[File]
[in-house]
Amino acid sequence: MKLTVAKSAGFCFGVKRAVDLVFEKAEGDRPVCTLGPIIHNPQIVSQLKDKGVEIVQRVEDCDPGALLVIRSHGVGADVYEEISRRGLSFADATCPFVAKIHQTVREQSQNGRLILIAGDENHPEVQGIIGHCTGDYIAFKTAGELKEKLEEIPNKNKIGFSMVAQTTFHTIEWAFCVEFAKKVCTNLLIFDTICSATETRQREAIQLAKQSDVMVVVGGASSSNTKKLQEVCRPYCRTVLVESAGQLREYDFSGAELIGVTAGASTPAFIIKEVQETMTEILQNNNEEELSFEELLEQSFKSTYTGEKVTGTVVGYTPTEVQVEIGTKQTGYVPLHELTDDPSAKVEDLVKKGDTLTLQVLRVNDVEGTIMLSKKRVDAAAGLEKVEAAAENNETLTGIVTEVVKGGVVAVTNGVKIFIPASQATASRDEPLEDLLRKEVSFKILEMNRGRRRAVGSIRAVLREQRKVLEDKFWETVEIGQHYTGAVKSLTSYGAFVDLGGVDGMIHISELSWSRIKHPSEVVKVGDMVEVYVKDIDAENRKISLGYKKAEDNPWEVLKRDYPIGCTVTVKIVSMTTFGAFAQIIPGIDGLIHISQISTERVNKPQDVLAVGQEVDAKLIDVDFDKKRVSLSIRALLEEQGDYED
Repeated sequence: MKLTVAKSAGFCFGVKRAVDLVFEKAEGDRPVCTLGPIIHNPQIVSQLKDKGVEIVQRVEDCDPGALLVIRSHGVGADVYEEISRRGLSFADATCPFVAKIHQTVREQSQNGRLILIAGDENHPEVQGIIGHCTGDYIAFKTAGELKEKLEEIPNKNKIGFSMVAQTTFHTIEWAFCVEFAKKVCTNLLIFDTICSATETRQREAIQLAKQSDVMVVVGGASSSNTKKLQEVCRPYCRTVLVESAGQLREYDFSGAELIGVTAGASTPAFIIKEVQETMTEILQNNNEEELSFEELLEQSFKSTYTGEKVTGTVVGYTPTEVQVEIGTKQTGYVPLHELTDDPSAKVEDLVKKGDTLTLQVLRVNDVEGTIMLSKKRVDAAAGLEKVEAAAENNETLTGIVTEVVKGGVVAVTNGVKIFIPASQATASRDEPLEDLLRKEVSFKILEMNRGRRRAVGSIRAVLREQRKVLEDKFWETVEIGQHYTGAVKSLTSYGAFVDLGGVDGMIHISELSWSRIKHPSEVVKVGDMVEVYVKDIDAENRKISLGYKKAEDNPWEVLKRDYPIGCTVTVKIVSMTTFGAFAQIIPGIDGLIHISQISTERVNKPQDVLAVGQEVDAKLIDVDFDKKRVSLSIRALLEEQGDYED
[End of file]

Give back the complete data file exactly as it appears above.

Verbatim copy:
[in-house]
Amino acid sequence: MKLTVAKSAGFCFGVKRAVDLVFEKAEGDRPVCTLGPIIHNPQIVSQLKDKGVEIVQRVEDCDPGALLVIRSHGVGADVYEEISRRGLSFADATCPFVAKIHQTVREQSQNGRLILIAGDENHPEVQGIIGHCTGDYIAFKTAGELKEKLEEIPNKNKIGFSMVAQTTFHTIEWAFCVEFAKKVCTNLLIFDTICSATETRQREAIQLAKQSDVMVVVGGASSSNTKKLQEVCRPYCRTVLVESAGQLREYDFSGAELIGVTAGASTPAFIIKEVQETMTEILQNNNEEELSFEELLEQSFKSTYTGEKVTGTVVGYTPTEVQVEIGTKQTGYVPLHELTDDPSAKVEDLVKKGDTLTLQVLRVNDVEGTIMLSKKRVDAAAGLEKVEAAAENNETLTGIVTEVVKGGVVAVTNGVKIFIPASQATASRDEPLEDLLRKEVSFKILEMNRGRRRAVGSIRAVLREQRKVLEDKFWETVEIGQHYTGAVKSLTSYGAFVDLGGVDGMIHISELSWSRIKHPSEVVKVGDMVEVYVKDIDAENRKISLGYKKAEDNPWEVLKRDYPIGCTVTVKIVSMTTFGAFAQIIPGIDGLIHISQISTERVNKPQDVLAVGQEVDAKLIDVDFDKKRVSLSIRALLEEQGDYED
Repeated sequence: MKLTVAKSAGFCFGVKRAVDLVFEKAEGDRPVCTLGPIIHNPQIVSQLKDKGVEIVQRVEDCDPGALLVIRSHGVGADVYEEISRRGLSFADATCPFVAKIHQTVREQSQNGRLILIAGDENHPEVQGIIGHCTGDYIAFKTAGELKEKLEEIPNKNKIGFSMVAQTTFHTIEWAFCVEFAKKVCTNLLIFDTICSATETRQREAIQLAKQSDVMVVVGGASSSNTKKLQEVCRPYCRTVLVESAGQLREYDFSGAELIGVTAGASTPAFIIKEVQETMTEILQNNNEEELSFEELLEQSFKSTYTGEKVTGTVVGYTPTEVQVEIGTKQTGYVPLHELTDDPSAKVEDLVKKGDTLTLQVLRVNDVEGTIMLSKKRVDAAAGLEKVEAAAENNETLTGIVTEVVKGGVVAVTNGVKIFIPASQATASRDEPLEDLLRKEVSFKILEMNRGRRRAVGSIRAVLREQRKVLEDKFWETVEIGQHYTGAVKSLTSYGAFVDLGGVDGMIHISELSWSRIKHPSEVVKVGDMVEVYVKDIDAENRKISLGYKKAEDNPWEVLKRDYPIGCTVTVKIVSMTTFGAFAQIIPGIDGLIHISQISTERVNKPQDVLAVGQEVDAKLIDVDFDKKRVSLSIRALLEEQGDYED